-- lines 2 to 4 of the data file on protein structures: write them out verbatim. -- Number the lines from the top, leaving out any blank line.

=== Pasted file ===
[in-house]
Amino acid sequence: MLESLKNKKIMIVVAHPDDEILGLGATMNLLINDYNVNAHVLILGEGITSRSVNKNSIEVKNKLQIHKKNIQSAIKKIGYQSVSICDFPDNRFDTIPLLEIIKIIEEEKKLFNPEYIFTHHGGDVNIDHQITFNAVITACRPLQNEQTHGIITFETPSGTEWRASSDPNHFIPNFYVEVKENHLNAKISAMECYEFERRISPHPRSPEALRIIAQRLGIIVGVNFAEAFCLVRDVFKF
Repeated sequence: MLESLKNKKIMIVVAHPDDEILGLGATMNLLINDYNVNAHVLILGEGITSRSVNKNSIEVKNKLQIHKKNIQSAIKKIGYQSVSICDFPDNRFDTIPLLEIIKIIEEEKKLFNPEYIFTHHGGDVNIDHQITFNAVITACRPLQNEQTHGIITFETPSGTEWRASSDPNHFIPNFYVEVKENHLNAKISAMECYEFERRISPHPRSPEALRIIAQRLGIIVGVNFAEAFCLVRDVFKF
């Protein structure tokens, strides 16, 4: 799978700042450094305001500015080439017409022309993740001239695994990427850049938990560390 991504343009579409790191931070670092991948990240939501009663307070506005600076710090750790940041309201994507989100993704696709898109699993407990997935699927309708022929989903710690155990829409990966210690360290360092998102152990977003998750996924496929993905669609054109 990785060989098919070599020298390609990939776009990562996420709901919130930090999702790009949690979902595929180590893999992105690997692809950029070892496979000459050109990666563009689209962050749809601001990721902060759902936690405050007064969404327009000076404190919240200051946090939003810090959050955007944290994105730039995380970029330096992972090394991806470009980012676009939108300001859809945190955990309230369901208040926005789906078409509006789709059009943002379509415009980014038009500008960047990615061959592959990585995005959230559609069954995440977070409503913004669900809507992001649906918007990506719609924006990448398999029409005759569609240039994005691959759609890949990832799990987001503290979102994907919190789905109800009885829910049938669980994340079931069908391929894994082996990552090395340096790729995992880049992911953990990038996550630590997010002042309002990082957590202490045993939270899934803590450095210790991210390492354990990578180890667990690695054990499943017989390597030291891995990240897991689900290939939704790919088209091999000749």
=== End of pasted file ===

Amino acid sequence: MLESLKNKKIMIVVAHPDDEILGLGATMNLLINDYNVNAHVLILGEGITSRSVNKNSIEVKNKLQIHKKNIQSAIKKIGYQSVSICDFPDNRFDTIPLLEIIKIIEEEKKLFNPEYIFTHHGGDVNIDHQITFNAVITACRPLQNEQTHGIITFETPSGTEWRASSDPNHFIPNFYVEVKENHLNAKISAMECYEFERRISPHPRSPEALRIIAQRLGIIVGVNFAEAFCLVRDVFKF
Repeated sequence: MLESLKNKKIMIVVAHPDDEILGLGATMNLLINDYNVNAHVLILGEGITSRSVNKNSIEVKNKLQIHKKNIQSAIKKIGYQSVSICDFPDNRFDTIPLLEIIKIIEEEKKLFNPEYIFTHHGGDVNIDHQITFNAVITACRPLQNEQTHGIITFETPSGTEWRASSDPNHFIPNFYVEVKENHLNAKISAMECYEFERRISPHPRSPEALRIIAQRLGIIVGVNFAEAFCLVRDVFKF
């Protein structure tokens, strides 16, 4: 799978700042450094305001500015080439017409022309993740001239695994990427850049938990560390 991504343009579409790191931070670092991948990240939501009663307070506005600076710090750790940041309201994507989100993704696709898109699993407990997935699927309708022929989903710690155990829409990966210690360290360092998102152990977003998750996924496929993905669609054109 990785060989098919070599020298390609990939776009990562996420709901919130930090999702790009949690979902595929180590893999992105690997692809950029070892496979000459050109990666563009689209962050749809601001990721902060759902936690405050007064969404327009000076404190919240200051946090939003810090959050955007944290994105730039995380970029330096992972090394991806470009980012676009939108300001859809945190955990309230369901208040926005789906078409509006789709059009943002379509415009980014038009500008960047990615061959592959990585995005959230559609069954995440977070409503913004669900809507992001649906918007990506719609924006990448398999029409005759569609240039994005691959759609890949990832799990987001503290979102994907919190789905109800009885829910049938669980994340079931069908391929894994082996990552090395340096790729995992880049992911953990990038996550630590997010002042309002990082957590202490045993939270899934803590450095210790991210390492354990990578180890667990690695054990499943017989390597030291891995990240897991689900290939939704790919088209091999000749």